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LV enlargment in 2 y.o with multiple CHDs
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LV enlargment in 2 y.o with multiple CHDs

History: daughter age 2 years 11 months. Born with an small ASD, moderate-to-large VSD, Wolff-Parkinson-White Syndrome. ASD closed on its own by 18 months of age. VSD consistently appeared to be growing smaller on echocardiograms from birth through 2 years of age but some aortic regurgitation was beginning to show, classified as mild. Had a radiofrequency ablation at 2 years 3 months for the WPW due to frequent fainting episodes. At that time though her AR was still showing as a stable mild on echocardiography, her cardiologist felt it was getting worse by physical exam (stethoscope) and recommended closure of her VSD with OHS.

During her surgery, it was determined that her VSD had never decreased in size--- rather one of the leaflets of her aortic valve was being pulled into the VSD and blocking blood flow across the VSD making it appear smaller by 2-D echo. In the coming months post-surgery, her AR has been reclassified as moderate and we were recently told that her LV is now 37 mm and therefore "slightly enlarged". She has been prescribed enalapril 2.5 mg twice a day since her surgery due to persistent high blood pressure post surgery (130s/40s) and to help her heart function more efficiently (? as explained to me). Her blood pressure is now in normal range.

I am looking for more understanding of LV "enlargement". What are the normal ranges for this age? What are elevated ranges? How frequently does aortic valve damage and regurgitation heal itself when secondary to a VSD and the VSD is closed? Is there any way to determine the most likely scenarios for moderate AR with a slight LV enlargement over 5 or 10 years? Before her VSD surgery, we were told that while she would be in a higher risk category for eventually needing a valve replacement, that wouldn't happen until well into adulthood. After her VSD surgery the surgeons said there was a "good chance" she would be back as a pediatric patient for a valve replacement, and in the ensuing months the only prognoses the cardiologists are willing to give is a "let's wait and see what happens over the next year and these things are impossible to predict."

I'm not looking to "hold" anyone to a prediction or carry a crystal ball. But we went from being assured that the VSD closure would pretty much be the last hurdle until well into adulthood, to suddenly having a child being placed indefinitely on an ACE inhibitor and cryptic "we'll sees." I don't see a general Internet search as productive use of time, so I am hoping some one might be able to give me some general ideas about LV enlargement and function and how Aortic insufficiency and regurgitation can either improve or deteriorate in childhood. What could we be looking at over the next few years?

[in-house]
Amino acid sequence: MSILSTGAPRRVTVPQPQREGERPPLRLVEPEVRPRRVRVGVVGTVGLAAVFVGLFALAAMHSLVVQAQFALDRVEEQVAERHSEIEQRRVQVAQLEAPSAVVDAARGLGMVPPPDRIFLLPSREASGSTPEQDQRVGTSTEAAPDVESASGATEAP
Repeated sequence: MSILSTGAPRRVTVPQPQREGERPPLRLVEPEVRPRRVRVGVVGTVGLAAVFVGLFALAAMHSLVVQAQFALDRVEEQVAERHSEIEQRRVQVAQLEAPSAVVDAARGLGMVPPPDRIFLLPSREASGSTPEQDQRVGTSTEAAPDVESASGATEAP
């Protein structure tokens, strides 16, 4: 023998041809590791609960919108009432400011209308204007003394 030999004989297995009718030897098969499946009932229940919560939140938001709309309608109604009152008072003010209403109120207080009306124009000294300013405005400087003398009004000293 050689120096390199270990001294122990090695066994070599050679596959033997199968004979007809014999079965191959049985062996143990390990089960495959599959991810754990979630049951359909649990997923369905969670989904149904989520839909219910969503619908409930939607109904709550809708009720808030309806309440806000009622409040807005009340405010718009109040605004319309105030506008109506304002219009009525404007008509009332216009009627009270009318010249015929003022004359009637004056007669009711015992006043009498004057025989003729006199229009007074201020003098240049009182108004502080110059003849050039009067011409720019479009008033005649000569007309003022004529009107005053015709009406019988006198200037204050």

Thank you for your time.
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Avatar_f_tn
A lot depends on what type of LV enlargement your daughter has. Does she have enlarged chambers or enlarged walls? That's important to know.
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Avatar_m_tn
Currently it is an enlarged chamber--- we were told it is slightly enlarged because of the additional end-load volume it is required to carry because of the additional blood it receives from the back flow of the aortic regurgitation.
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Avatar_f_tn
If the chamber is enlargeddue to an abnormal valve and the valve is replaced/fixed I would guess that the chamber size would go back to normal. I would certainly ask your pediatric cardiologist about that possibility. You do not want the enlargement as a chronic condition; it's one of the forms of heart failure. (Dilated Cardiomyopathy). Children don't usually do well with Cardiomyopathies because they are still growing; it's always better to be given that diagnoises as an adult. (not that that's a good diagnoses to have in the first place) If her chamber is enlarged I would certainly ask her pediatric cardiologist what kind of a prognosis your daughter will have if they decide to 'sit back and wait to see how things will go"!! That's your daughter, you live with her and you love her. If you are not going to a University Hospital pediatric clinic for CHD, I would head in that direction. They are more capable, under most circumstances, in handling any kind of cardiomyopathy in infants and children.  
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